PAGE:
In a recent EdNC piece, my colleague Diana Lys from UNC Chapel Hill wrote that the best way to assess teaching is through performance assessments, and I could not agree more. The performance assessment she describes, edTPA, is far from ideal, but it is probably the best option for assessing teaching performance. As Lys mentions, North Carolina teacher preparation programs must adopt a performance assessment by fall of 2019. If teacher candidates do not pass these performance assessments, they will not get licensed.
But does that mean we should do away with the Pearson paper-and-pencil tests? Should we not give any content-based tests? EdTPA does not assess whether teachers know the mathematics, science, history, civics, or the literacy content essential for teaching. Indeed, the test does not assess all the pedagogy I want teachers to be skilled in. Candidates play a role in selecting what they perform on these assessments. While there is much value in EdTPA, at least one content test is still needed. Let me explain.
One of the tests elementary teachers are required to pass is the Pearson Reading Foundations test. When it was adopted five years ago, I was concerned. As a former first grade teacher, reading specialist, and longtime reading researcher during the “reading wars” of the 1990s, I was worried about the content of this test.
So, I took it. I paid the full fee, registered, and showed up at a testing center in Raleigh. I had never been to a testing center so I walked in at 7 a.m. with coffee in hand, planning to sip while I tested. I had to give it up, along with my coat and granola bar because you cannot take anything in the booth with you. I was cold and uncaffeinated, but settled in for the four-hour test.
The test was hard, and it took me most of the time I was given. After a series of multiple choice questions, I had to analyze a child’s reading errors and write an essay describing the kind of support the child needs most, based on the reading errors. I was exhausted by the time I finished. My assessment after this experience? This is a test worth teaching to.
The Pearson Foundations test assesses deep understanding of the content and pedagogy elementary teachers must know to teach reading and writing. The content reflects scientific-based reading research and the linguistic underpinnings of reading and writing (e.g., phonemes, syllabi types). It also assesses decisions a teacher might make when students stumble over words as they read, strategies for building fluency, approaches to early writing instruction, including the role of “invented spelling,” and much more.
Now is not the time to do away with this test. In North Carolina, we still have less than 40 percent of our children reading proficiently by fourth grade, one of the best predictors of school success. It is widely accepted that one reason for this terrible statistic is that many children are not explicitly taught to read.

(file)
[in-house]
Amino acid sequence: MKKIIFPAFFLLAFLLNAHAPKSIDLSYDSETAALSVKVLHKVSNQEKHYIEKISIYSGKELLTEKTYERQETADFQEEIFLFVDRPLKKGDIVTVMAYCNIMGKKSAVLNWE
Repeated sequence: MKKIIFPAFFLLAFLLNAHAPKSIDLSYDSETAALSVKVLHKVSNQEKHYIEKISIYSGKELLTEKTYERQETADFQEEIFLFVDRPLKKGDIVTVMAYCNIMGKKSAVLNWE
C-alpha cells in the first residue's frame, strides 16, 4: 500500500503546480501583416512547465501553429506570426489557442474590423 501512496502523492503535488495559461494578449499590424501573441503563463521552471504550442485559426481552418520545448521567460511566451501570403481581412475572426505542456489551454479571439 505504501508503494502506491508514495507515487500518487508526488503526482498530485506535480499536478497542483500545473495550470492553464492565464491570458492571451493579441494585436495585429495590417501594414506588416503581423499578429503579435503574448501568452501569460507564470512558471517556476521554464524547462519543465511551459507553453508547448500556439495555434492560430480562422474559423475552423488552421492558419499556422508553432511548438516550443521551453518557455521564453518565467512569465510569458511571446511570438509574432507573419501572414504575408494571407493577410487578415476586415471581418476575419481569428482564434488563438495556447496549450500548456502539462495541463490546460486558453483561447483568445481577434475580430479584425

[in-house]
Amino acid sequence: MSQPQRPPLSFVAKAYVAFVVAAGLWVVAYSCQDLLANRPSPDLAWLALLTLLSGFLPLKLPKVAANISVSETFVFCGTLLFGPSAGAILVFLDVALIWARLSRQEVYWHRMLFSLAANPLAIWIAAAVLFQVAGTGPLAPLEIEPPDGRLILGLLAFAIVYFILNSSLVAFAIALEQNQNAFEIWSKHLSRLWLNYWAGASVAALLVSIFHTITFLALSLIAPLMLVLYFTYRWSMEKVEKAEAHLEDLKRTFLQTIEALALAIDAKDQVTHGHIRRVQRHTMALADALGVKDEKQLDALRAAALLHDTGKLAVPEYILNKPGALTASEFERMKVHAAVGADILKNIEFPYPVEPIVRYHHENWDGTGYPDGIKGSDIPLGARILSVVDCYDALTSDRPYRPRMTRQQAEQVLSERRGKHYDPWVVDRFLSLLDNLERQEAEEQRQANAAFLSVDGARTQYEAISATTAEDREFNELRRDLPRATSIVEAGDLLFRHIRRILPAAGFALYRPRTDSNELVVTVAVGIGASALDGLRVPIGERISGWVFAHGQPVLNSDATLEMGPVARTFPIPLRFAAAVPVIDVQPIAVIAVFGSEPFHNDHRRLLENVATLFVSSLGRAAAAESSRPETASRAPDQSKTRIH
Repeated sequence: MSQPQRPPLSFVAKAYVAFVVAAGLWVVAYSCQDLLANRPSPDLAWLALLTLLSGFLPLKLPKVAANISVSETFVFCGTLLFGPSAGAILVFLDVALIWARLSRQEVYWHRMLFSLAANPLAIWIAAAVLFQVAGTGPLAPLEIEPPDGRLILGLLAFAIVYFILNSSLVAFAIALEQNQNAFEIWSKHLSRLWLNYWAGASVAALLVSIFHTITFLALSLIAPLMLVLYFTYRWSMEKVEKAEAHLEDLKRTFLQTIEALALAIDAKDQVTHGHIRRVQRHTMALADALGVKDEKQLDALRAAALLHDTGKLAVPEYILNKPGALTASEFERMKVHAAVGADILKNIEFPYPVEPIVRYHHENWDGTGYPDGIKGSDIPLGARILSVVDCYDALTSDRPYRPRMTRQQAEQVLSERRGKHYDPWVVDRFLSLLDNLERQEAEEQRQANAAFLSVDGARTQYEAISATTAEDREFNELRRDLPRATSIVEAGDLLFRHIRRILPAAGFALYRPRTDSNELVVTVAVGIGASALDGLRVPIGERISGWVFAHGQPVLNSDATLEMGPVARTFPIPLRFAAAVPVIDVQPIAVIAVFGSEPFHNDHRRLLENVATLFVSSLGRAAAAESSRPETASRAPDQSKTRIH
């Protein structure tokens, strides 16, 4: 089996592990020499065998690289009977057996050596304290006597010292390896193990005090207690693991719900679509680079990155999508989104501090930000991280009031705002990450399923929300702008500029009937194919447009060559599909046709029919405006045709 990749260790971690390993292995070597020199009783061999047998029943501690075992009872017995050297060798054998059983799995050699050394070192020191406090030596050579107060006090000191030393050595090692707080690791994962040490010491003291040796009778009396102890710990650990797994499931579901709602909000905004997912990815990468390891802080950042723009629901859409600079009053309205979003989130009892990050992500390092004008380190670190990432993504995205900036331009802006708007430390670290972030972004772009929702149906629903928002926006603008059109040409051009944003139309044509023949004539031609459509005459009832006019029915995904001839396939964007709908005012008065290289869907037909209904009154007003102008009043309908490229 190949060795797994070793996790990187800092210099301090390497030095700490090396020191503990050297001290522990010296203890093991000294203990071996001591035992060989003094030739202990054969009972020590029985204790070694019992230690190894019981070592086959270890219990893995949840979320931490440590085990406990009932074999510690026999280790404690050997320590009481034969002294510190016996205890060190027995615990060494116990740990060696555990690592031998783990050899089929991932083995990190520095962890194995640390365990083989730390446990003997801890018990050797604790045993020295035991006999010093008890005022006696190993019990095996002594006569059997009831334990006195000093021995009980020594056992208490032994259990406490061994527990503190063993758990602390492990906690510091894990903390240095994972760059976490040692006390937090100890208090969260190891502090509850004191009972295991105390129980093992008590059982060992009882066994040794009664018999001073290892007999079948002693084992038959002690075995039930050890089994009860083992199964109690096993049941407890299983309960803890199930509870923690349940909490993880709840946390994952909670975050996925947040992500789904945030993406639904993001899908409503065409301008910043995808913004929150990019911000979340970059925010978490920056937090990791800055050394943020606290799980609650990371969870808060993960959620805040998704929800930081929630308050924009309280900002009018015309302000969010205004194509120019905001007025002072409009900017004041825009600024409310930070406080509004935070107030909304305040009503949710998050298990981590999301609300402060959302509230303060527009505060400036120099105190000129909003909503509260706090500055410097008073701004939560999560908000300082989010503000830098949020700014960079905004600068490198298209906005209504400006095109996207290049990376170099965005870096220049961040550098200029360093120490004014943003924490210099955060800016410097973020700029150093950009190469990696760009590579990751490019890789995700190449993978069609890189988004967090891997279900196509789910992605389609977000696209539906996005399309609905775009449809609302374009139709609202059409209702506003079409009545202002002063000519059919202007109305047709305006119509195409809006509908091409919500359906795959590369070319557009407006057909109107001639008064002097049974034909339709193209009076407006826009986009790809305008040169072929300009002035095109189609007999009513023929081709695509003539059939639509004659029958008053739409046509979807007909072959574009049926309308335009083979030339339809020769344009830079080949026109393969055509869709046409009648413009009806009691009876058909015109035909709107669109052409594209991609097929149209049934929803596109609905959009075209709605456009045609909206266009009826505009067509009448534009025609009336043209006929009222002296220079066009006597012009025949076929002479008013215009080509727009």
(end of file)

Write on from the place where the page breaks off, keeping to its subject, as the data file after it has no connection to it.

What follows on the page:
We are less than 20 years from the period of the raucous “reading wars” in which professionals could not agree on how to best teach children to read. Thankfully, science won this debate, and with the publication of the National Reading Panel Report, the content and practices essential for elementary reading instruction are indisputable.
The problem may be that not all teachers—or teacher educators—are up to speed on this content. But that is changing. The test has been one of the drivers of workshops and institutes across the state that teachers and teacher educators have taken to learn the content and hone their skills. Until we are certain all teachers are prepared on scientifically-based reading instruction, we should not move away from the Pearson Reading Foundations test.
Why is there no mathematics teacher licensure exam that is similarly constructed? Pearson or other test makers would have to answer that. I agree with many mathematics education experts who say the elementary Pearson test is inappropriate for assessing whether someone can teach elementary mathematics. As Luke Reinke from UNC Charlotte demonstrated in a video recently, the content of the mathematics test has little to do with the mathematics or pedagogy teachers must know in order to teach well. A better test, or successful completion of coursework designed to assess both content and pedagogy in mathematics could replace this inappropriate assessment.
So, in response to my colleague Diana Lys who recommends only performance assessments for teachers, I say, let’s keep the reading content test for now and conduct quality studies to see how predicative it is for helping students learn to read. The children in our state deserve no less.